If the Last Night of the Proms goes, nothing else is safe

The BBC can’t be trusted with culture. It’ll scrap the tradition when it thinks it can get away with it

Members of the audience during the Last Night of the Proms at the Royal Albert Hall, London

The BBC Proms 2023 season is in its last week, the moment, as it seems to me, when summer finally becomes autumn. The season has had its high points, as it always does – this year in Simon Rattle’s farewell with Mahler’s Ninth, one of the few serious Proms the BBC allowed us to see on TV, a remarkable occasion which even the Albert Hall’s unique acoustic could not dampen. 

But one can’t entirely suppress some doubts. Is high culture really safe in the BBC’s hands? The attempt to kill off the BBC Singers earlier this year hardly suggests it. This Proms season had a slightly down-market feel, with no truly world-class overseas orchestras, a bit too much Horrible Histories and Northern soul, and not enough serious music. William Byrd, whose 400th anniversary was supposedly being marked, got one concert in Londonderry and one four-minute piece in a “Mindful Mix”. 

As so often, one feels the BBC doubts the appeal of the Western civilisational and cultural tradition, and instead prefers to give people what it thinks they can cope with. 

Of course, for many, the Proms are the Last Night, that annual festival of flags and fun. And once again there is the usual whiff of controversy surrounding Saturday’s event, a tradition by now almost as long-standing as the Proms themselves. 

On the one hand there are the unreconciled Remainers. Once again the “EU Flags Team” will be handing out EU flags to be waved in the Hall on the night. George Orwell called this phenomenon “transferred nationalism”. He wrote that those who abandon loyalty to their native land still feel the need for a place to focus their emotions. 

Having chosen somewhere (in his day it was usually Russia), they could be “more nationalistic, more vulgar, more silly” than they ever could be about anywhere about which they had real knowledge. The transferred nationalist can then “wallow unrestrainedly in exactly those emotions from which he believes he has emancipated himself. God, the King, the Empire, the Union Jack … can reappear under different names … and be worshipped with a good conscience.” 

Still that’s fine by me, if that’s what they want. The Last Night can easily accommodate those of all nationalities who love their own country, and even those who claim to love an international organisation instead. 

Much more troubling is the evidence that the BBC, and at least parts of the musical world, doesn’t really like the core of the event at all. 

This actually goes back much further than you might think. As early as 1969, the BBC tried to drop Land of Hope and Glory, to make the programme “attractive to 40 million viewers in Europe” as the then Controller of Music put it. But even The Guardian, a more robust newspaper then than now, criticised the decision, and it was rapidly reversed.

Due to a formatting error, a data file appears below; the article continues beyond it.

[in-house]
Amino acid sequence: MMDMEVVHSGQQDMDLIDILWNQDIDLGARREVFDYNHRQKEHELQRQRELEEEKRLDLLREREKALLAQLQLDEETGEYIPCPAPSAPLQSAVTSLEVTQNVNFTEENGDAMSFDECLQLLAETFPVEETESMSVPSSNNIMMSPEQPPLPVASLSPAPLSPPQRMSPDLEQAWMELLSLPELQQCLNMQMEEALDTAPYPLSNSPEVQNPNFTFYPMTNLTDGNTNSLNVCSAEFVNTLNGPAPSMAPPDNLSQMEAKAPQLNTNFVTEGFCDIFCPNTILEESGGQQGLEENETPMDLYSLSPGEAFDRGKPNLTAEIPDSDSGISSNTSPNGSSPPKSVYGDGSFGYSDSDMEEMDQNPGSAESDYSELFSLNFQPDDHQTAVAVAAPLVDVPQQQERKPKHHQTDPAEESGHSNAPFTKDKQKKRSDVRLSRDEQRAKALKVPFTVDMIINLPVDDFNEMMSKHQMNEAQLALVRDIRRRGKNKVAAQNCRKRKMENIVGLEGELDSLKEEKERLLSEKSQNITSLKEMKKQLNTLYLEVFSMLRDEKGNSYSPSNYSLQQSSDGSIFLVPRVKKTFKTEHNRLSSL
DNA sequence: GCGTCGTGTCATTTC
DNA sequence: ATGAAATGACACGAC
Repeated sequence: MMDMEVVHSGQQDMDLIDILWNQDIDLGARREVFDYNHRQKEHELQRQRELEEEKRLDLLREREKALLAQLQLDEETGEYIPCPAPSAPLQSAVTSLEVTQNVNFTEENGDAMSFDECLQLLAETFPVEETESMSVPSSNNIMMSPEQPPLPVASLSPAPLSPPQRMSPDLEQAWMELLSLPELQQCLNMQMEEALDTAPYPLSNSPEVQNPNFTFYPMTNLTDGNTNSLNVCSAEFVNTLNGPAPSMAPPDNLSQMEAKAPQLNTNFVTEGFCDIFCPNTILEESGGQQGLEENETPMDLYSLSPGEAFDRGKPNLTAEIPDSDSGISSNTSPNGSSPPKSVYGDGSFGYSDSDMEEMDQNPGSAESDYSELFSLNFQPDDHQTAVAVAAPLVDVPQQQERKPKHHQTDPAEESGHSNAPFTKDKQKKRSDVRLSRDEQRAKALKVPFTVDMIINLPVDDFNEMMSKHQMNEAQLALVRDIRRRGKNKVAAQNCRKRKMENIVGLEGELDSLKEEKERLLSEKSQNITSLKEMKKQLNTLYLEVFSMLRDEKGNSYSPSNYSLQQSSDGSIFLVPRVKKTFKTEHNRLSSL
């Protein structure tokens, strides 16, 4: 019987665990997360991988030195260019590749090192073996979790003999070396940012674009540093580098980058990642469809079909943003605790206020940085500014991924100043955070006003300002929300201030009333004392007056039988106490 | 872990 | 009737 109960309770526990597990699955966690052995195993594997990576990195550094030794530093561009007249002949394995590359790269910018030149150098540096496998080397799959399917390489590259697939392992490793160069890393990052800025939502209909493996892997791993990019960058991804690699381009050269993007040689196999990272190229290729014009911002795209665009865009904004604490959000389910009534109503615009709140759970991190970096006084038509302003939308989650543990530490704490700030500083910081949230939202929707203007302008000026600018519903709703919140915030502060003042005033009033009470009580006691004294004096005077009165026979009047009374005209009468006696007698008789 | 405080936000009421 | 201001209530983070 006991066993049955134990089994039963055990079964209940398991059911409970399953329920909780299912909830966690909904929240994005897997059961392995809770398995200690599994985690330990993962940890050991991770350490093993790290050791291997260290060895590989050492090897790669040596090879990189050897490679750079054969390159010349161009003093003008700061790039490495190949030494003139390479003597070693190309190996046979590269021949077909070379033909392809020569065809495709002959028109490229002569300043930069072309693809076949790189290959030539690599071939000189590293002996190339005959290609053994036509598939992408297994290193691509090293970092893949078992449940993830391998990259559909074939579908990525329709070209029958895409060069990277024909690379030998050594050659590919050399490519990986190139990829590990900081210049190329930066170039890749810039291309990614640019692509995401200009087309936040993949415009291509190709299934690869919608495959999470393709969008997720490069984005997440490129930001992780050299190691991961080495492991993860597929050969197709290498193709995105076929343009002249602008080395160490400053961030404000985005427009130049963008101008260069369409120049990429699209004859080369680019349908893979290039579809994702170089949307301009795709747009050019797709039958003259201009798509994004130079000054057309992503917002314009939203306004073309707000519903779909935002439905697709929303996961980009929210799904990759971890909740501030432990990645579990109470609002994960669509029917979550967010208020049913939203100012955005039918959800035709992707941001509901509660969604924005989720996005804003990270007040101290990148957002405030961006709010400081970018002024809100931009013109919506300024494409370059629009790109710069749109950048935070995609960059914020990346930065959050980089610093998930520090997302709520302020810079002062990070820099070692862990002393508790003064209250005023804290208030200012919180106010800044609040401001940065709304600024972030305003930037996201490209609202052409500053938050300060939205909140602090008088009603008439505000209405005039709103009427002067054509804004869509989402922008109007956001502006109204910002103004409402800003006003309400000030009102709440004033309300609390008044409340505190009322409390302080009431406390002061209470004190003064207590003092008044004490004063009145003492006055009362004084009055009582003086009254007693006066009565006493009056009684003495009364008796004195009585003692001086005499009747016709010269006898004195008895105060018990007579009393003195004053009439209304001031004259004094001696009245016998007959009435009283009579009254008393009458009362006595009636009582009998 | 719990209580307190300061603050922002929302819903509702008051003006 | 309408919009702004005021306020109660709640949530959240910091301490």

In 1990, the conductor Mark Elder was swiftly dumped from the Last Night when he suggested that the brewing war in the Gulf meant the tone should be changed. But 10 years later, in 2001 after 9/11, it did seem necessary to adjust the traditional programme and I admit it felt entirely appropriate. 

But over the past decade the sensitivities have grown faster and faster, as in every other area of our national life. The Finnish conductor Sakari Oramo, who wore a Union flag waistcoat in 2014, preferred not to in 2016. By 2019, the mezzo Jamie Barton was waving the Pride Flag not the Union Jack. 

By 2020, Black Lives Matter was turbo-charging the criticism, with its supporters claiming that Rule, Britannia backed slavery and Land of Hope and Glory fuelled racism and Empire nationalism, a view which is now pretty commonplace in certain places. So the BBC tried to get away with playing the music without the words, until ridiculed out of it by Boris Johnson. 

Last year Elizabeth II’s death resulted in the cancellation of the whole evening, though many thought a rejigging of the programme, as in 2001, would have been better. And this year, tiptoeing carefully through the controversy, but no doubt reflecting the views of much of his generation of musicians, the cellist Sheku Kanneh-Mason told the Radio Times he’d prefer more folk tunes to Rule, Britannia

It’s hard to escape the conclusion that the spirit of the age is unsympathetic to the Last Night and that the BBC would like to change it if it could get away with it. Does that really matter? 

I think it does. So many of us feel strongly about keeping the Last Night unchanged, not because we are obsessed with waving flags, but because we feel “if they can take that, what can’t they take?” The Last Night, unchanged, provides at least one evening of nostalgia, of self-deprecating humour, and of harmless, inclusive patriotism, all things which were thought, until recently, to be entirely and characteristically British. 

When the new cultural forces feel strong enough to scrap it, or turn it into the usual modern mush of celebrating diversity and inclusion, then we will know we have lost the culture war. At the moment they don’t feel strong enough. Let’s keep it that way.